Credit: Linda Schumacher

I’ve got two articles to share today about food waste from both sides of the Atlantic. Over in the Land of the Free™, a new paper released by the environmental action group, National Resource Defense Council,  examines the American food system that wastes 40% of all food in the country — equal to $165 billion a year. There’s a nod to some recent efforts in Europe to identify the causes and possible solutions, but the older republics have significant food waste, too. Some excerpts:

Wasted: How America Is Losing Up to 40 Percent of Its Food from Farm to Fork to Landfill

Even the most sustainably farmed food does us no good if the food is never eaten. Getting food to our tables eats up 10 percent of the total U.S. energy budget, uses 50 percent of U.S. land, and swallows 80 percent of freshwater consumed in the United States. Yet, 40 percent of food in the United States today goes uneaten. [A]lmost all of that uneaten food ends up rotting in landfills where it accounts for almost 25 percent of U.S. methane emissions.

Nutrition is also lost in the mix — food saved by reducing losses by just 15 percent could feed more than 25 million Americans every year at a time when one in six Americans lack a secure supply of food to their tables.…The average American consumer wastes 10 times as much food as someone in Southeast Asia, up 50 percent from Americans in the 1970s. This means there was once a time when we wasted far less, and we can get back there again. Doing so will ultimately require a suite of coordinated solutions, including changes in supply-chain operation, enhanced market incentives, increased public awareness and adjustments in consumer behavior.

Continue reading @ Reducing Food Waste and Losses in the U.S. Food Supply | NRDC.

 food loss chart

Towards Zero Food Waste in the EU

In Europe an estimated amount of 50% of the food produced is wasted. This changes from country to country and from sector to sector but in the best case not less than 20% of our food ends up as waste. At the same time more than 50 million of Europeans are at the risk of poverty. This is simply unacceptable from a social, economic and environmental point of view.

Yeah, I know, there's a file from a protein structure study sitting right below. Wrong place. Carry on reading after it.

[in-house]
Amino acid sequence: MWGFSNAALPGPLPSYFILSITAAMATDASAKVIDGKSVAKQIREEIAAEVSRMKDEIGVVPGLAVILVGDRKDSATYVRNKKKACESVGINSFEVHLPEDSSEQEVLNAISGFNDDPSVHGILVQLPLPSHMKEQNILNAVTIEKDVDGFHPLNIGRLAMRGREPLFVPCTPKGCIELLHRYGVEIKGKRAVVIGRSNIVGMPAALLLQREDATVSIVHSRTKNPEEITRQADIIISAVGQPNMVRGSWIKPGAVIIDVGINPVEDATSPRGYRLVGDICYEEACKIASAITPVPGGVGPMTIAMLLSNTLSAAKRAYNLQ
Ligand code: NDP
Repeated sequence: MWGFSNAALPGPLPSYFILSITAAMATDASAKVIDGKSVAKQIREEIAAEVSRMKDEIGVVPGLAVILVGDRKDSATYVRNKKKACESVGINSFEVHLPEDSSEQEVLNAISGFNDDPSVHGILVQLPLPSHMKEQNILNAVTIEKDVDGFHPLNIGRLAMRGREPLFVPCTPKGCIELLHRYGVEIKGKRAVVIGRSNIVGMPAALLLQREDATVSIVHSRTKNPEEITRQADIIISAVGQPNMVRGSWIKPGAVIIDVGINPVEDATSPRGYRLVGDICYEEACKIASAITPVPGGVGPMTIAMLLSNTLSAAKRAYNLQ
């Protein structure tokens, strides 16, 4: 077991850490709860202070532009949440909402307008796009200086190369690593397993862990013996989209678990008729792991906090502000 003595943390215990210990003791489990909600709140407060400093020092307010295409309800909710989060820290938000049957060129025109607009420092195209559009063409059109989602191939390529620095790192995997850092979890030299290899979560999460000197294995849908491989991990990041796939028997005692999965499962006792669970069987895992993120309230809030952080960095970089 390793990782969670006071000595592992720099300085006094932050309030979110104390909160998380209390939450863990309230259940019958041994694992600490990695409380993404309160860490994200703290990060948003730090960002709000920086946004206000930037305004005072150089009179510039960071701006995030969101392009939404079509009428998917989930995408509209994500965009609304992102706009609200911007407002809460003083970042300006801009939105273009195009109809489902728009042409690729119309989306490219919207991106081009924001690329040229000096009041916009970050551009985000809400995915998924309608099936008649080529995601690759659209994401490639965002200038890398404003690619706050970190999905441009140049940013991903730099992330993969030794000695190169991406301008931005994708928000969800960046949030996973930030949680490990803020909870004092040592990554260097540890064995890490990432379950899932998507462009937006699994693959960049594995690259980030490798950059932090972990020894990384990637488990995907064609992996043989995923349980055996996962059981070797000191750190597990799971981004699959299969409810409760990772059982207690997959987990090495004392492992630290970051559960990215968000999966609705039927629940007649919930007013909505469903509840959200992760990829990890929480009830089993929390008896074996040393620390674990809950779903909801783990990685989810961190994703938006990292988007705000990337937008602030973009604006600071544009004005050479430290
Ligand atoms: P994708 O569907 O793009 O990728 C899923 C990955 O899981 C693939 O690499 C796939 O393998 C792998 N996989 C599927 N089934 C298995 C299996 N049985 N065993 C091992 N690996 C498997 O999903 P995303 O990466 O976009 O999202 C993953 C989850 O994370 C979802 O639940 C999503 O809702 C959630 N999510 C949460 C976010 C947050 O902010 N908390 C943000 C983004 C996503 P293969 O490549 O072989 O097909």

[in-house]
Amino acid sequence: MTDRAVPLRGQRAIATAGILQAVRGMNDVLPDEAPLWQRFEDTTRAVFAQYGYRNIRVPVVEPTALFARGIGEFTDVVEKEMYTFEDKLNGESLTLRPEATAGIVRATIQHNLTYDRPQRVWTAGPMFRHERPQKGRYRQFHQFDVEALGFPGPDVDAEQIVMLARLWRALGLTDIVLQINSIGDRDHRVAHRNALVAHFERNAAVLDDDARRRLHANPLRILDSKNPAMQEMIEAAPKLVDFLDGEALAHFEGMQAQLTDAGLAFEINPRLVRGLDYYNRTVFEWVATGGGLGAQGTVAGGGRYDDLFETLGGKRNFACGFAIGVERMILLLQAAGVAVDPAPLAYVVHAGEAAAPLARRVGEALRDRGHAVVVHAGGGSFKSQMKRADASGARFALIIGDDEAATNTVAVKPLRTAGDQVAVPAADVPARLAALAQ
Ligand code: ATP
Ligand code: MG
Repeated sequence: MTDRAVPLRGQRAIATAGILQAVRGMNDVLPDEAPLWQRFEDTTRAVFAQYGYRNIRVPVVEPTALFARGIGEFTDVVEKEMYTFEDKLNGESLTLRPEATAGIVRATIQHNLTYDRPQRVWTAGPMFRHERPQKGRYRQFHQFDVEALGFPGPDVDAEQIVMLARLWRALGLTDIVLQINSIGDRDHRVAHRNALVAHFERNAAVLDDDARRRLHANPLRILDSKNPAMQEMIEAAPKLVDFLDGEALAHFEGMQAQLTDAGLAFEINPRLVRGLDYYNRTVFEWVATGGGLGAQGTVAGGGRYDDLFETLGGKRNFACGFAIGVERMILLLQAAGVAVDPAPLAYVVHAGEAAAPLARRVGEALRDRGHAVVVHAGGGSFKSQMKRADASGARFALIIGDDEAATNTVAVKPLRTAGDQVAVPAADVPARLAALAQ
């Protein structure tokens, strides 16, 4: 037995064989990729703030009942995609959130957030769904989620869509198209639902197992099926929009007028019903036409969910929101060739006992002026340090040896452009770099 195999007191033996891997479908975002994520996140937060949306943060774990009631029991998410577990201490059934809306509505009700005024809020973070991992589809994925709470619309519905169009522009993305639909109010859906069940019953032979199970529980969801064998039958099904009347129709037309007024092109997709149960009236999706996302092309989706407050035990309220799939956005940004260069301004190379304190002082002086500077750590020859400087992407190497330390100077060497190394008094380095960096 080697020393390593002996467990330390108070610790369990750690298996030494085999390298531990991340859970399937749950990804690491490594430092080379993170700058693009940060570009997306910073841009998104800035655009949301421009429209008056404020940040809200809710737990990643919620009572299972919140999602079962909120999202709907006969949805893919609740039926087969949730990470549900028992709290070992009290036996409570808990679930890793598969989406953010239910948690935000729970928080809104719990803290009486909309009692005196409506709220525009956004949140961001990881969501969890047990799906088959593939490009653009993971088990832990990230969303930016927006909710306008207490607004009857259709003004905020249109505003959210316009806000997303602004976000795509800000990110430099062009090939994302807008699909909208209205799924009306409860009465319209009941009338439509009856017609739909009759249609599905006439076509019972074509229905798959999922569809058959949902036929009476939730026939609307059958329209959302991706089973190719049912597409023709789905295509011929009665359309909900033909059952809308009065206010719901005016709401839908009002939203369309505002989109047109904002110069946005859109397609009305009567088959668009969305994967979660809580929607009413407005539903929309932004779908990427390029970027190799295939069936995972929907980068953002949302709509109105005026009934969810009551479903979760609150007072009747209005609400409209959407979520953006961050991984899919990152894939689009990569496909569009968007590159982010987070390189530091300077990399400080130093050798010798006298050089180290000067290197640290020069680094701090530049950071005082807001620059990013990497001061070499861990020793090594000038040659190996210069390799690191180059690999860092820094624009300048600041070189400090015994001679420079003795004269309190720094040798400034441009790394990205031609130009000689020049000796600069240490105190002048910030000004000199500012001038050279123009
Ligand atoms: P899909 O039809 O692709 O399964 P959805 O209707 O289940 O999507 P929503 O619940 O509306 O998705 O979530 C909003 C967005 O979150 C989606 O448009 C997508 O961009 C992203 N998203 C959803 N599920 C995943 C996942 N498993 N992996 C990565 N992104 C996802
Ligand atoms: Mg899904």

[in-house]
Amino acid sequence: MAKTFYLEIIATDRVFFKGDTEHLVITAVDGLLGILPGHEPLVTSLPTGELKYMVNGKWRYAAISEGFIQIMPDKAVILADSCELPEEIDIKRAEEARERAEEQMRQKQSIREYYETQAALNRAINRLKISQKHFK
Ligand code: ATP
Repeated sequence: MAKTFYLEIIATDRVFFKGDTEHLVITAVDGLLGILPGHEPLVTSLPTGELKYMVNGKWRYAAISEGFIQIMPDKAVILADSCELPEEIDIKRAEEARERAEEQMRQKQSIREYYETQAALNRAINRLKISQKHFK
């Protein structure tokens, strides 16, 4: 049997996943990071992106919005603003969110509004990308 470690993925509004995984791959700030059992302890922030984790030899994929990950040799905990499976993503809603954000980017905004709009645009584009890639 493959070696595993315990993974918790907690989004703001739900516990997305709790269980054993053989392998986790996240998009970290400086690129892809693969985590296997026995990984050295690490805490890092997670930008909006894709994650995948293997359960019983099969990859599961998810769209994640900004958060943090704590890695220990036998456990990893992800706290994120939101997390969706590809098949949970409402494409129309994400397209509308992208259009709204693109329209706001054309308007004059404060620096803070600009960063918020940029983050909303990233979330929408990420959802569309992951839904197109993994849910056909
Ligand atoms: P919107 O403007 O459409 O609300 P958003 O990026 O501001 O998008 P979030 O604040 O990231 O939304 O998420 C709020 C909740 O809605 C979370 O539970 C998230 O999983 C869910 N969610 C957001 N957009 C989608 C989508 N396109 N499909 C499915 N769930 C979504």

In Sweden, an average household is estimated to throw away 25% of food purchased. An average Danish family with 2 adults and 2 children wastes food for 1.341 € a year (2.15 billion € for the whole country). In Italy, about 20.290.767 tonnes of food waste are formed every year along the whole supply chain. Each French citizen throws away every year 7 kilos of food still in the original package when in the same country, 8 million people are at risk of poverty.

Simultaneously, studies show that western countries are consuming every day a surplus of 1400 calories per person for a total of 150 trillion calories a year. So, apart from the waste in the food supply chain, overeating is gradually becoming a serious public health issue in a growing number of countries.

From the environmental perspective food waste accounts for more than one quarter of the total consumptive use of finite and vulnerable freshwater and more than 300 million barrels of oil per year. Moreover each tonne of food waste generates 4.2 tonnes of CO2.…

Much of the food wastage can be reduced with the right prevention policies and campaigns to make sure that what would otherwise be waste can be still eaten or reintroduced in the system. Measures as simple as changing the size of the portions, supplying food in smaller packages (beware of the packaging waste), training young people in how to preserve food, etc… are part of the tool-box we need to address the problem.

Continue reading @ Towards Zero Food Waste in the EU | Zero Waste Europe